Fall Arts: Act Your Age!

ACT YOUR AGE!

Regression Therapy

Q&A: FILM

FALL ARTS PREVIEW: FILM

Q&A: FILM

Our Inferiority Complex

Q&A: THEATER

Q&A: THEATER

FALL ARTS PREVIEW: THEATER

Q&A: THEATER

The Bratty, Catty Reading Series

FALL ARTS PREVIEW: READINGS

No Sulking

FALL ARTS PREVIEW: VISUAL ART

Q&A: BOOKS

Shaving at 13

FALL ARTS PREVIEW: MUSIC

Q&A: MUSIC

OCCUPATION: Trombone legend Julian Priester has worked with such artists as Duke Ellington, Herbie Hancock, Sun Ra, and Max Roach over the years. He has taught jazz at Cornish for over 20 years.

Do you think that Seattle has enough to offer the young jazz musician?

Well, Seattle's a great place to develop. As a composer, you can work without distraction. As a performer, you can practice, you can woodshed, you can really concentrate and get the job done. As a student, you can study. It's not like Chicago and New York, where there's more of a need to get out there and absorb theater, music, dance--things like that. And there's more of a need in those cities to find something to do to refresh yourself--refresh your mind and spirit. Whereas in Seattle, it's there but it's not as intense, because you have all these other things that are just as enjoyable, and also readily available. So there's a competition between this beautiful area we live in and all it has to offer, and the arts.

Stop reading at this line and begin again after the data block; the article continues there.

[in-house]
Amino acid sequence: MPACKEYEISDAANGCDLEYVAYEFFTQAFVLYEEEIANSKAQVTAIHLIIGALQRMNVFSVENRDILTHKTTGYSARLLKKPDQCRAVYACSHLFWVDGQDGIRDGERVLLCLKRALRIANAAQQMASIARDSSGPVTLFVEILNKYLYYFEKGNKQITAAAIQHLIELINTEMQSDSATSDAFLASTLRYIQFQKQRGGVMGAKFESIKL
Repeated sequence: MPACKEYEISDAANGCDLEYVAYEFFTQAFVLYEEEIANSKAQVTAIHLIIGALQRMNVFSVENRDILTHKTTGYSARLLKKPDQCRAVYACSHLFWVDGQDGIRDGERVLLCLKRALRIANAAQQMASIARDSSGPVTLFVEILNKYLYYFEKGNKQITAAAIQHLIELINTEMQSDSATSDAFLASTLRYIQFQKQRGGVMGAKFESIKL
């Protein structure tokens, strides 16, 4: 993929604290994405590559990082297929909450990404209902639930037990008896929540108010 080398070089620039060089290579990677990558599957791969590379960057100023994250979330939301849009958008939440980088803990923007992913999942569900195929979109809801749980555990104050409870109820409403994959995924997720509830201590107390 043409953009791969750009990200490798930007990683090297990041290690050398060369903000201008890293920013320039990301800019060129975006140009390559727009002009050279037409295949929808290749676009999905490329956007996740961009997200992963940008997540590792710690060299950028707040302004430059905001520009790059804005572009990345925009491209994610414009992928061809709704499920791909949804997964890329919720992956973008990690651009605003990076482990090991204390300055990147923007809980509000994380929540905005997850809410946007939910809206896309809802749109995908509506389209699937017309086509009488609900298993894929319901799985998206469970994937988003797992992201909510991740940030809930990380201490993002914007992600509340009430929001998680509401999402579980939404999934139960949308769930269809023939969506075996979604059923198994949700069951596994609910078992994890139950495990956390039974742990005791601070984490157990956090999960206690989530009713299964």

Do you think that this city's audience for jazz is more sophisticated than it was, say, five or 10 years ago?

I think so. I really do. Being exposed to the young people, students, observing their growth and maturity--I honestly believe that the interest in jazz music in the Seattle community has grown. You have a lot of young people who come to jazz as if they are refreshed by it; it's new to them, whereas the older segment of the population grew up with jazz. As an artist, I'm forced to keep my ear open to newer voices, because the music is evolving all the time. As the human experience evolves and we grow as a species, we are exposed to different things. And the arts, as a mirror of that, have got to grow at the same time.

You have served on the Seattle Arts Commission. Does the city support jazz projects?

Yes they do. There is a certain hierarchy there. The symphony and the ballet--they're number one for obvious reasons. But there is some support. I would like to see more. But I have to be grateful for the support that is there, because I think without it we wouldn't see the advances that we're currently experiencing.

What do you think is exceptional about Seattle's jazz community now?

The great musicians who are here. You've got people like Floyd Standifer and Buddy Cattlet--they're precious, and just their presence and what they bring to Seattle as jazz musicians is priceless. The opportunity for Seattleites to listen to these great artists is remarkable. Then you also look at some of the contemporaries--Wayne Horvitz, Bill Frisell... it's something special.

What is your favorite jazz venue?

Well, let me put it this way--any venue that features jazz music is my favorite. It could have sawdust on the floor--it's fine.